Children who are born to an older father are at a much higher risk of developing a schizophrenia spectrum disorder, according to a new study.
Holger Sørensen, PhD, of Copenhagen University Hospital, Bispebjerg, Denmark, and colleagues examined data on nearly 139,000 Danish men born between 1955 and 1984, and between 1976 and 1993.
The risk of developing schizophrenia increases by 32% in young adults for each 10-year increase in their father’s age at birth, the researchers reported in the journal Schizophrenia Research. Men born to fathers 45 years or older had a fully adjusted incidence rate ratio for a schizophrenia spectrum disorder of 1.89, compared with men born to fathers aged 25–29 years.
However, the same study showed that having an older father did not influence the child’s premorbid IQ. The unadjusted incidence rate ratio per standard deviation (SD) increase in IQ score was 0.68, and 0.69 after ages of the parents had been taken into account.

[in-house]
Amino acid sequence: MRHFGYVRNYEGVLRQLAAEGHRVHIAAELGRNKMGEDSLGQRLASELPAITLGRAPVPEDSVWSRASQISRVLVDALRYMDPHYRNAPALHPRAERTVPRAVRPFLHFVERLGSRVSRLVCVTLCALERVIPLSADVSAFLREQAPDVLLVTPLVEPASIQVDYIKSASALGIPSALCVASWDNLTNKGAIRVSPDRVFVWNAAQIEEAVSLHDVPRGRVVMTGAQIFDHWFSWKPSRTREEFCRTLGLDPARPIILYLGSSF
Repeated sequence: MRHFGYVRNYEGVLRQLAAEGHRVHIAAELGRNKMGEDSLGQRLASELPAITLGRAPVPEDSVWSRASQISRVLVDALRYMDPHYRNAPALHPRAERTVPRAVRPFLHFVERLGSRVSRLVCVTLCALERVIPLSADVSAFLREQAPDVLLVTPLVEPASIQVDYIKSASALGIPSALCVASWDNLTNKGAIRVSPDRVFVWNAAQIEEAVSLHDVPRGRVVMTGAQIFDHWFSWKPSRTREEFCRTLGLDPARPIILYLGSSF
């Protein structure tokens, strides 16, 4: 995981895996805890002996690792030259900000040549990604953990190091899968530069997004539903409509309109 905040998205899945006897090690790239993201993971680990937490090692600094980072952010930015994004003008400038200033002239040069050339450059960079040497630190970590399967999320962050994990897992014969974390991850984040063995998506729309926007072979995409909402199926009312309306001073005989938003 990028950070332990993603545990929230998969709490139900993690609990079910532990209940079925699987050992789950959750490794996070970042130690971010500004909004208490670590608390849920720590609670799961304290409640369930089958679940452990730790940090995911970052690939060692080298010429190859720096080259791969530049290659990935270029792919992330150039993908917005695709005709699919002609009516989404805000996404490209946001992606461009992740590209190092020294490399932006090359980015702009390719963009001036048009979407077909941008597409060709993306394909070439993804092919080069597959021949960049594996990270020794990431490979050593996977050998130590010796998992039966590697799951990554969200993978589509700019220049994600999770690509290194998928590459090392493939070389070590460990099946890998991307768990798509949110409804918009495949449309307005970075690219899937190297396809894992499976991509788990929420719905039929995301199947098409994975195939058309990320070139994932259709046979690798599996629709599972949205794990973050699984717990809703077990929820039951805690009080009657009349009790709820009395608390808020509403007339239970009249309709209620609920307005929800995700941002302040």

Interestingly, a higher IQ diminished the risk of a schizophrenia diagnosis. Each SD increase in IQ decreased the schizophrenia risk by 30%, irrespective of the age of the father at birth.
“The psychosocial benefits of having an older parent influence the premorbid general cognitive ability in persons who were on the path to develop a disorder in the schizophrenia spectrum,” the researchers concluded.
Some of those benefits include the likelihood of having a planned pregnancy, having parents with a better educational and socioeconomic status, and having stable home environments, they added.
Being born to an older father increases the risk of developing a schizophrenia spectrum disorder in adulthood but has no effect on premorbid IQ, say researchers from Denmark. Their results showed that the risk of developing a schizophrenia spectrum disorder as a young adult decreased by about 30% with each standard deviation (SD) increase in IQ, irrespective of whether individuals were born to older or younger fathers.